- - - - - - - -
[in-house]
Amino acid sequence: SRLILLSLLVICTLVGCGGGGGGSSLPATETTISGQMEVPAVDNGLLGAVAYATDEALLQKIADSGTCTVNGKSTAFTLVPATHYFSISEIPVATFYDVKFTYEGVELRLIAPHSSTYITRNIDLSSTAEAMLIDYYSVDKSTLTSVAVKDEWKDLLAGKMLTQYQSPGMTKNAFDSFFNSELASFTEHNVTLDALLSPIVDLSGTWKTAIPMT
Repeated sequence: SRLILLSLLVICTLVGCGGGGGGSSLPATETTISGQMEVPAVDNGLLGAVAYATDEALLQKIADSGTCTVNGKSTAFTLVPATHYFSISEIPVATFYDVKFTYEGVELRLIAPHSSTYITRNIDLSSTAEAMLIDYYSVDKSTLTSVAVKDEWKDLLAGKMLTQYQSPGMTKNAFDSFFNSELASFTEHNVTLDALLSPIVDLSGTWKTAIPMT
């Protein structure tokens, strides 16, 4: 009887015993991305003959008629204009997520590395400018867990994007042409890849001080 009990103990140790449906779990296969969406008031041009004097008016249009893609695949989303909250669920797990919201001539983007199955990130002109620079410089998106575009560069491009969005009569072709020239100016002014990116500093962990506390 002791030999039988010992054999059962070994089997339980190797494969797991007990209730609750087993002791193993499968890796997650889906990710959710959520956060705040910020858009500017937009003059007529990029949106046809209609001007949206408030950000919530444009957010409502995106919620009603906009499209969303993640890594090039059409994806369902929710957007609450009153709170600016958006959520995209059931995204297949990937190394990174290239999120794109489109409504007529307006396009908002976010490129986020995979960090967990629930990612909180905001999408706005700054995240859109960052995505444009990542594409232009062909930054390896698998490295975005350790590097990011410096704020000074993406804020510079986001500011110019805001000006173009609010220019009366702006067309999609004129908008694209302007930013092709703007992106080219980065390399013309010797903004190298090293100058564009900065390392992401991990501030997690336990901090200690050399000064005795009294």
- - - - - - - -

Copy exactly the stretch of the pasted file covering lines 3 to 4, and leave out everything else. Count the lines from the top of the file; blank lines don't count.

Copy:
Repeated sequence: SRLILLSLLVICTLVGCGGGGGGSSLPATETTISGQMEVPAVDNGLLGAVAYATDEALLQKIADSGTCTVNGKSTAFTLVPATHYFSISEIPVATFYDVKFTYEGVELRLIAPHSSTYITRNIDLSSTAEAMLIDYYSVDKSTLTSVAVKDEWKDLLAGKMLTQYQSPGMTKNAFDSFFNSELASFTEHNVTLDALLSPIVDLSGTWKTAIPMT
């Protein structure tokens, strides 16, 4: 009887015993991305003959008629204009997520590395400018867990994007042409890849001080 009990103990140790449906779990296969969406008031041009004097008016249009893609695949989303909250669920797990919201001539983007199955990130002109620079410089998106575009560069491009969005009569072709020239100016002014990116500093962990506390 002791030999039988010992054999059962070994089997339980190797494969797991007990209730609750087993002791193993499968890796997650889906990710959710959520956060705040910020858009500017937009003059007529990029949106046809209609001007949206408030950000919530444009957010409502995106919620009603906009499209969303993640890594090039059409994806369902929710957007609450009153709170600016958006959520995209059931995204297949990937190394990174290239999120794109489109409504007529307006396009908002976010490129986020995979960090967990629930990612909180905001999408706005700054995240859109960052995505444009990542594409232009062909930054390896698998490295975005350790590097990011410096704020000074993406804020510079986001500011110019805001000006173009609010220019009366702006067309999609004129908008694209302007930013092709703007992106080219980065390399013309010797903004190298090293100058564009900065390392992401991990501030997690336990901090200690050399000064005795009294």